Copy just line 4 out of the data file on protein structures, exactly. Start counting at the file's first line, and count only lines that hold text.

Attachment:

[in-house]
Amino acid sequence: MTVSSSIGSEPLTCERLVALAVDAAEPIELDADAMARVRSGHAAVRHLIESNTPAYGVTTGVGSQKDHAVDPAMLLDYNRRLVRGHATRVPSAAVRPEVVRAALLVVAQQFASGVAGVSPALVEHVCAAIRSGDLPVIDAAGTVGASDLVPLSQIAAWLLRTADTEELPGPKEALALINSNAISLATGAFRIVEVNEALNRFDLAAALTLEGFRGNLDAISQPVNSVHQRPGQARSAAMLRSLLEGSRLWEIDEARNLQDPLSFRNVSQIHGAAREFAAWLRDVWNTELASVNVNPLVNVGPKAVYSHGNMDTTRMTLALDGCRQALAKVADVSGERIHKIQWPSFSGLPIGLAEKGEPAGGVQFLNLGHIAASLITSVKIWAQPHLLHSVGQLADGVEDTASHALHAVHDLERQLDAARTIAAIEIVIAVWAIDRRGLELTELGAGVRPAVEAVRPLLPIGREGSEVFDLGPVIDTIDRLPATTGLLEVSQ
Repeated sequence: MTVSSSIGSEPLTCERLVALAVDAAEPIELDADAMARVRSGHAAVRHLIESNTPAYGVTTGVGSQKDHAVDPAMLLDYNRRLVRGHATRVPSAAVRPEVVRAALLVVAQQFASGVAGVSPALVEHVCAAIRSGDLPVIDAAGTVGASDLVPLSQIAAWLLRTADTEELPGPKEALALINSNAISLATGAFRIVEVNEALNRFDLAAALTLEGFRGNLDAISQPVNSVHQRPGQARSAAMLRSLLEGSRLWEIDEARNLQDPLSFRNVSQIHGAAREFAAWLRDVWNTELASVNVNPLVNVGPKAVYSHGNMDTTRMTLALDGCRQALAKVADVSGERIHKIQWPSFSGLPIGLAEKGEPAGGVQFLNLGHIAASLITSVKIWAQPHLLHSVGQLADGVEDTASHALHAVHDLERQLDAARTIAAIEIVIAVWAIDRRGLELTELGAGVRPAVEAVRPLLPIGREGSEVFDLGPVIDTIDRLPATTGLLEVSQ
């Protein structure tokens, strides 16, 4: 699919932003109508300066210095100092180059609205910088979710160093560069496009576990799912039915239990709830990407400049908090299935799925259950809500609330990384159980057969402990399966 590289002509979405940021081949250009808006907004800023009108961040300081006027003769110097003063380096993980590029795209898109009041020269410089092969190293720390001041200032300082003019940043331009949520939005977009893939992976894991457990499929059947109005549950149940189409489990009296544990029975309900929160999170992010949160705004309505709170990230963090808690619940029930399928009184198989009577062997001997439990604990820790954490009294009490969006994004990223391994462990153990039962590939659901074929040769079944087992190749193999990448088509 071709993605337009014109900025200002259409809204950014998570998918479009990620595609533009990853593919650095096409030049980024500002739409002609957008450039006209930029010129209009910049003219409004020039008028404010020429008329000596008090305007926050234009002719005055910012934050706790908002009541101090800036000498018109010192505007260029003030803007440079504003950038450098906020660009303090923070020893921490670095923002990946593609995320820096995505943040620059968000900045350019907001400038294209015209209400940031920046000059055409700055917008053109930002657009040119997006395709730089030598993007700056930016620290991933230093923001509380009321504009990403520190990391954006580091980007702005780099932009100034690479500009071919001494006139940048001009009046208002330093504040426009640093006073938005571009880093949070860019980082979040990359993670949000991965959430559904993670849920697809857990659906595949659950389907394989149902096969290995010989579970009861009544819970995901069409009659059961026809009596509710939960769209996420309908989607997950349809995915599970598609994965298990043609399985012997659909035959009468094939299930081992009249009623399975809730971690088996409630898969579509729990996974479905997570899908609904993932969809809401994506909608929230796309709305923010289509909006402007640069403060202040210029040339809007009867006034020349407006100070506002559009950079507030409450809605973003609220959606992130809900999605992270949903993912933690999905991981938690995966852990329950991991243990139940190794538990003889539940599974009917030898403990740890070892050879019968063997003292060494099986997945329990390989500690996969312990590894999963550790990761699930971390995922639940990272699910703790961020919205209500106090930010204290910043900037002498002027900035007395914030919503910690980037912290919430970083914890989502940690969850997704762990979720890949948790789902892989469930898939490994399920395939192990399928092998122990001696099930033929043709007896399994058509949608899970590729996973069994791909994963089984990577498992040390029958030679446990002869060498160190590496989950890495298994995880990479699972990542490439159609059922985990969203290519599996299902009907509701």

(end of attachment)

């Protein structure tokens, strides 16, 4: 699919932003109508300066210095100092180059609205910088979710160093560069496009576990799912039915239990709830990407400049908090299935799925259950809500609330990384159980057969402990399966 590289002509979405940021081949250009808006907004800023009108961040300081006027003769110097003063380096993980590029795209898109009041020269410089092969190293720390001041200032300082003019940043331009949520939005977009893939992976894991457990499929059947109005549950149940189409489990009296544990029975309900929160999170992010949160705004309505709170990230963090808690619940029930399928009184198989009577062997001997439990604990820790954490009294009490969006994004990223391994462990153990039962590939659901074929040769079944087992190749193999990448088509 071709993605337009014109900025200002259409809204950014998570998918479009990620595609533009990853593919650095096409030049980024500002739409002609957008450039006209930029010129209009910049003219409004020039008028404010020429008329000596008090305007926050234009002719005055910012934050706790908002009541101090800036000498018109010192505007260029003030803007440079504003950038450098906020660009303090923070020893921490670095923002990946593609995320820096995505943040620059968000900045350019907001400038294209015209209400940031920046000059055409700055917008053109930002657009040119997006395709730089030598993007700056930016620290991933230093923001509380009321504009990403520190990391954006580091980007702005780099932009100034690479500009071919001494006139940048001009009046208002330093504040426009640093006073938005571009880093949070860019980082979040990359993670949000991965959430559904993670849920697809857990659906595949659950389907394989149902096969290995010989579970009861009544819970995901069409009659059961026809009596509710939960769209996420309908989607997950349809995915599970598609994965298990043609399985012997659909035959009468094939299930081992009249009623399975809730971690088996409630898969579509729990996974479905997570899908609904993932969809809401994506909608929230796309709305923010289509909006402007640069403060202040210029040339809007009867006034020349407006100070506002559009950079507030409450809605973003609220959606992130809900999605992270949903993912933690999905991981938690995966852990329950991991243990139940190794538990003889539940599974009917030898403990740890070892050879019968063997003292060494099986997945329990390989500690996969312990590894999963550790990761699930971390995922639940990272699910703790961020919205209500106090930010204290910043900037002498002027900035007395914030919503910690980037912290919430970083914890989502940690969850997704762990979720890949948790789902892989469930898939490994399920395939192990399928092998122990001696099930033929043709007896399994058509949608899970590729996973069994791909994963089984990577498992040390029958030679446990002869060498160190590496989950890495298994995880990479699972990542490439159609059922985990969203290519599996299902009907509701």